Learn more about the sister of Ryan Blaney and the daughter of Dave Blaney RELATED: Subscribe to NASCAR Illustrated Editor's note: Photo by Jim Fluharty Hometown: "I was born in Warren, Ohio, but moved to High Point, North Carolina, when I was 7. High Point is a small town that is fun and friendly. I've recently moved in with my parents in Concord, North Carolina — they love having me home, I'm sure. Charlotte is one of my favorite cities, so I'm happy to be so close." My boutique: "In March of 2014, my mom and I opened EmLeigh’s and Mama B’s in Concord. It's been a dream come true. I wake up every day excited to go to work. I am working in my dream closet. What 24-year-old girl (Emma turned 24 on Tuesday, Jan. 20) wouldn't love that?" Fashion: "I have always been the girl who isn't afraid to wear just about anything. Fashion and style are just ways of being yourself. You need to show you through anything you do, and one of the easiest ways to speak without saying anything is through what you wear." Favorite midnight snack: "I can tear up some edamame and some Cosmic Brownies. I have the appetite of a 5-year-old, so you'll always see me with Nerds Rope, Pop-Tarts, honeybuns or chocolate milk." Favorite app: "Instagram or Vine. I can easily waste two hours looking through pictures or watching hilarious videos." Music that moves me: "Physically, hip-hop or rap. I do an awful lot of unattractive dancing, but it's just so fun for me. If good music is playing, I'm dancing. Mentally, John Legend. In my head, he is singing all those cute love songs to me, and it turns my bad days into good ones." Favorite movies: "My all-time favorite is 'The Sandlot.' I watched it growing up and it never gets old. But I also love just about any movie starring Jim Carrey." Favorite websites: "I am married to a little thing called Pinterest. I know it is just so typical 'girl,' but whoever thought of Pinterest deserves Edible Arrangements every week because they are making the female population very happy." Habit I'd like to kick: "Putting on workout clothes but never actually working out. I find myself putting on workout clothes and walking to the Waffle House all too often." Biggest influence in my life: "My family. I have a dad who has worked hard his entire life, has never given up on what he loves and would do anything for our family. I have a mom who has kept us all in line. She has a lot on her plate but makes sure all of us are always taken care of. I have a younger brother who is doing big-boy things and living out his dream. And I have a younger sister who is always supportive of everyone and can make anyone smile at any time." SUBSCRIBE NOW!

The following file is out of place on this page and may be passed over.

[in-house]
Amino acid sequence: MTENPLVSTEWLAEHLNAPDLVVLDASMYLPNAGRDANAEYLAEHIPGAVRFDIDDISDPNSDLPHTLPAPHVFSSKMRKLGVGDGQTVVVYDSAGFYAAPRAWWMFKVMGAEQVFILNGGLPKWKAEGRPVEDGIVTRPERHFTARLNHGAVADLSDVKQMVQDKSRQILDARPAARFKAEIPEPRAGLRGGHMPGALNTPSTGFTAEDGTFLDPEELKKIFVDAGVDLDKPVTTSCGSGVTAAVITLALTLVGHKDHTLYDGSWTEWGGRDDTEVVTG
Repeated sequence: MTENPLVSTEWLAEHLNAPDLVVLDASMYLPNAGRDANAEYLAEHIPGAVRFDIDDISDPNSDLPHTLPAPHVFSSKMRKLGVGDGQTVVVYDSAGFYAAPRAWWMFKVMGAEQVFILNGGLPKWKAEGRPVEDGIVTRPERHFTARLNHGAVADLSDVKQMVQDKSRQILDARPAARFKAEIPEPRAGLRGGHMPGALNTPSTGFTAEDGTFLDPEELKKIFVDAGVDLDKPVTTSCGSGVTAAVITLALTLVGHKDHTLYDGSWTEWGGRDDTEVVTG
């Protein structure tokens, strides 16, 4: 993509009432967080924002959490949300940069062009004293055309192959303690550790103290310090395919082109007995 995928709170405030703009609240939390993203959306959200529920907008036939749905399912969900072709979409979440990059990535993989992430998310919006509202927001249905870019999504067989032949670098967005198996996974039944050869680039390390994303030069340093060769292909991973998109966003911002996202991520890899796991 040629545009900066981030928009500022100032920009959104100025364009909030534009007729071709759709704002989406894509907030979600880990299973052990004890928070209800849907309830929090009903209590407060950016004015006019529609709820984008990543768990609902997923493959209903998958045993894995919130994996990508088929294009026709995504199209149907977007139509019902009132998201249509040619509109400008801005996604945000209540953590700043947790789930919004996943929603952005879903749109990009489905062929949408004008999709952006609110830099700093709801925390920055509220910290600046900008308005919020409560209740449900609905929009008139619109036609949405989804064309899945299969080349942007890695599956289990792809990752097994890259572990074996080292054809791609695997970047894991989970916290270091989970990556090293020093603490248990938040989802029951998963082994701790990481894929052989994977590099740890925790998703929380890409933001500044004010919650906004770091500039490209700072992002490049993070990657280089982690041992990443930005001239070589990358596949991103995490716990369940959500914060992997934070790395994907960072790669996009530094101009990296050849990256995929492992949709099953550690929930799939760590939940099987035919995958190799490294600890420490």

Hendrick Motorsports driver talks offseason plans, 2015 goals RELATED: Subscribe to NASCAR Illustrated Kasey Kahne had an up-and-down 2014. The 34-year-old driver won for a third consecutive year at Hendrick Motorsports , notching the victory at Atlanta Motor Speedway in the penultimate race of NASCAR's regular season. That late win vaulted the No. 5 team into the Chase and ensured that all four of Hendrick's teams were in it. But Kahne and longtime crew chief Kenny Francis didn't consistently flash the speed that their fans have been accustomed to seeing. The rumor mill began churning with talk of Keith Rodden possibly leaving Chip Ganassi Racing and returning to HMS next year to lead Kahne's team. That move was confirmed shortly after Homestead, as was a new three-year-deal for Kahne at Hendrick Motorsports . NASCAR ILLUSTRATED : What do you have planned for the offseason, anything you're particularly looking forward to? KASEY KAHNE: I'm excited mainly just to have a little break. I need a break away from racing. Looking forward to going home for a few days back to Washington in Enumclaw, hitting a Seahawks game and then heading to Jackson Hole, Wyoming, for a week to ski, snowmobile and shop. I'm looking forward to that. NI: Your Atlanta win was the high point of the season. How would you describe the relief of getting into the Chase? KAHNE: It was definitely a highlight as a team and stepping up and working together. Getting a win that night was really nice for us, nice to make the Chase and get in. But I think the win meant more than anything just to show that we're capable if we do things right. When we do things right, we're still capable and we have a lot to look forward to in the future. NI: What are your thoughts on the new Chase format now that you've been through it? KAHNE: It's been really interesting and I personally like it because both winning and consistent teams will advance. In each round, both have advanced, so to me it's kind of like the points system but it's also like a playoff. So I like that. And it's also put more pressure on the teams and drivers every single race, which has created more drama. The fighting, the running into each other, I think it's really made it more intense. It's actually been pretty damn exciting. NI: You and Russell Wilson raised $220,000 in two days during "The Drive" this summer. What does the future look like for the event? KAHNE: Russell's excited and I'm excited about our first tournament together and the first time we worked together on charity. We're gonna do it again next year and try to make it an annual deal. The golf tournament was great and the course and the people involved. We expect to grow it and want to work and make sure it's bigger and better each year. RELATED: Kahne, Super Bowl MVP team up for 'The Drive' NI: What specific areas of your team's performance need to be better in 2015? KAHNE: Really the first thing I look at is speed in practice, qualifying, race. We don't have those fast laps like we've always had in the past. We have to look at that; I have to look at that, we have to look at that as a team. Our pit stops have to be better. You can't lose spots every time off pit road and expect to do well in this series. It's way too competitive. I think both of those things and just the communication and working together, normal things that you have to have as a team. I just think we all need to get a little better at that. I think it will all take care of itself once we get the speed back, once we know we’re putting up fast laps whenever we're on the track. SUBSCRIBE NOW!